The recently concluded Consumer Electronics Show (CES) held in Las Vegas in the USA was Microsofts final. Much in the same way that Apple bowed out of MacWorld a few years ago with Frank Shaw confirming in a blog post that Microsoft: “…won’t have a keynote or booth after this year because our product news milestones generally don’t align with the show’s January timing.” Despite Apples comment that they reached millions of people in their Apple stores around the world and that made trade shows less important, many people have speculated that Apple found the January timeframe for product announcements a frustration they felt obligated to deal with. If that’s true it didn’t show as picking some of Apples product announcements at past MacWorlds, most announced products were launched within a month - the big exception being the iPhone in 2007:
2007: Apple TV Mk 1 February (1 month later); iPhone Ships in June (6 months later)
2008: MacBook Air late January (2 weeks later); Apple TV Mk 1 Hardware Update late January (2 weeks later); Time Capsule February (1 month later)
2009: 17” MacBook Pro late February (1 month later)
Microsofts keynotes at CES were much worse in terms of what they talked about and what/when they delivered. An interesting piece by Business Insider was a look back at their last 11 keynotes and what was announced and what never came to be.
No matter how you look at it, trade shows used to be the big way to rub shoulders with your distributors, potential distributors and in some cases end customers directly. It was the place for journalists to flock to, to garner as much tech news as they could about the latest and greatest in products from a diverse range of companies from all over the world.
Outside of a trade show, news aggregator sites amongst themselves monitor their own subset of companies, start-ups and blue-chip companies for the latest in news about their products. It is now very common for product announcements to be very low-key and yet still be far reaching, with keynotes usually made available on video or even streamed live in some cases, with tech bloggers live blogging some events to eager tech enthusiasts. As tech becomes more mainstream the need to be at a trade show becomes less and less important - particularly for the bigger players like Microsoft and Apple. To the big tech companies, trade shows are a big expense with little traceable payback. They disrupt development schedules and drain resources that could be used elsewhere while marketing work on a better keynote in a more controlled location at a time of their own choosing; not the trade show organisers choosing.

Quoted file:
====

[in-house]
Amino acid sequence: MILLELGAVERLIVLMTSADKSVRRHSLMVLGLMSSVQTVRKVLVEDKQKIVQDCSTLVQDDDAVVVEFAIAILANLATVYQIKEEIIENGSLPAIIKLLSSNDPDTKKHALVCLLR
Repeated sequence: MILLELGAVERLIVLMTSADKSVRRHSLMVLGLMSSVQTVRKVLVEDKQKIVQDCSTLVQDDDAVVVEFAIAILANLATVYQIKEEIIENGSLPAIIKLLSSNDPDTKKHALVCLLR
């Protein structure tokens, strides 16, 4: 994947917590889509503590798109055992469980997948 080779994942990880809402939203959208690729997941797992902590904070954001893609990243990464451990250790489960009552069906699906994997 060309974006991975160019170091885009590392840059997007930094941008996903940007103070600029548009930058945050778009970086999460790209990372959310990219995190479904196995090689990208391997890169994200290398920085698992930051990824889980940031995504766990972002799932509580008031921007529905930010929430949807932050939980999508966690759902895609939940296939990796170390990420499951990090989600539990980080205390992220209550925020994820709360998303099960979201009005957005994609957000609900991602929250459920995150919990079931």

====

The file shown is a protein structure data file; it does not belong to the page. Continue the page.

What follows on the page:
The smaller players (those that can’t gather such large audiences at a whim) need trade shows to make connections and further their business. It’s still expensive but there can be enough of a payback to make it worth their while. They don’t take as much floor space and can be more cost-effective for them than the larger companies.
It seems for the moment and near future even that some technology companies are simply saying, “I’m sorry but we’re too big for your trade show now, thanks anyway…” then packing their bags for good. It’s not so good as the trade show loses a draw card or two in the large company as it departs, but that leaves a big space on the floor open for the smaller companies that really need that air-time.